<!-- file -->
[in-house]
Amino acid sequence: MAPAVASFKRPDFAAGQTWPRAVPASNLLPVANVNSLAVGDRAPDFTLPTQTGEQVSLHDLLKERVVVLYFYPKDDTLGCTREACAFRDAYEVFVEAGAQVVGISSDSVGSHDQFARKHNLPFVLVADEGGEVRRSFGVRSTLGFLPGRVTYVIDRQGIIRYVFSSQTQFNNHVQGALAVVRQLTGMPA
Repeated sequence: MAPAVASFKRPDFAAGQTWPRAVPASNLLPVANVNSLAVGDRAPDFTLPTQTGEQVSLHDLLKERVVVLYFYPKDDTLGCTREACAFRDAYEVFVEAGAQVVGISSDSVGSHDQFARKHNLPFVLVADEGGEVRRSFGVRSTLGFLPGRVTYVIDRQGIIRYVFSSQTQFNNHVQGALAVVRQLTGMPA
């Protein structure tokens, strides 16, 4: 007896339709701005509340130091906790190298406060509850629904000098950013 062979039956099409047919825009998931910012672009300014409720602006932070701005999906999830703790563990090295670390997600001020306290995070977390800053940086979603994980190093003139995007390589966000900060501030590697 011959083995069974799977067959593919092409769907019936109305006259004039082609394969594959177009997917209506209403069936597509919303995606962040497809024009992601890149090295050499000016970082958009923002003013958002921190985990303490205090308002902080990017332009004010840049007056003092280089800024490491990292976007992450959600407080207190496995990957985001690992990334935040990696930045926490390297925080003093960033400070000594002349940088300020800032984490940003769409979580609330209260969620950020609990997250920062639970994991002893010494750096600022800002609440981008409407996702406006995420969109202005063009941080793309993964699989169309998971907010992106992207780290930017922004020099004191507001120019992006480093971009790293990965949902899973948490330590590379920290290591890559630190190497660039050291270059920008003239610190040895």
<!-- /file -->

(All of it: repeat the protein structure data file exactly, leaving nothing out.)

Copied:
[in-house]
Amino acid sequence: MAPAVASFKRPDFAAGQTWPRAVPASNLLPVANVNSLAVGDRAPDFTLPTQTGEQVSLHDLLKERVVVLYFYPKDDTLGCTREACAFRDAYEVFVEAGAQVVGISSDSVGSHDQFARKHNLPFVLVADEGGEVRRSFGVRSTLGFLPGRVTYVIDRQGIIRYVFSSQTQFNNHVQGALAVVRQLTGMPA
Repeated sequence: MAPAVASFKRPDFAAGQTWPRAVPASNLLPVANVNSLAVGDRAPDFTLPTQTGEQVSLHDLLKERVVVLYFYPKDDTLGCTREACAFRDAYEVFVEAGAQVVGISSDSVGSHDQFARKHNLPFVLVADEGGEVRRSFGVRSTLGFLPGRVTYVIDRQGIIRYVFSSQTQFNNHVQGALAVVRQLTGMPA
């Protein structure tokens, strides 16, 4: 007896339709701005509340130091906790190298406060509850629904000098950013 062979039956099409047919825009998931910012672009300014409720602006932070701005999906999830703790563990090295670390997600001020306290995070977390800053940086979603994980190093003139995007390589966000900060501030590697 011959083995069974799977067959593919092409769907019936109305006259004039082609394969594959177009997917209506209403069936597509919303995606962040497809024009992601890149090295050499000016970082958009923002003013958002921190985990303490205090308002902080990017332009004010840049007056003092280089800024490491990292976007992450959600407080207190496995990957985001690992990334935040990696930045926490390297925080003093960033400070000594002349940088300020800032984490940003769409979580609330209260969620950020609990997250920062639970994991002893010494750096600022800002609440981008409407996702406006995420969109202005063009941080793309993964699989169309998971907010992106992207780290930017922004020099004191507001120019992006480093971009790293990965949902899973948490330590590379920290290591890559630190190497660039050291270059920008003239610190040895």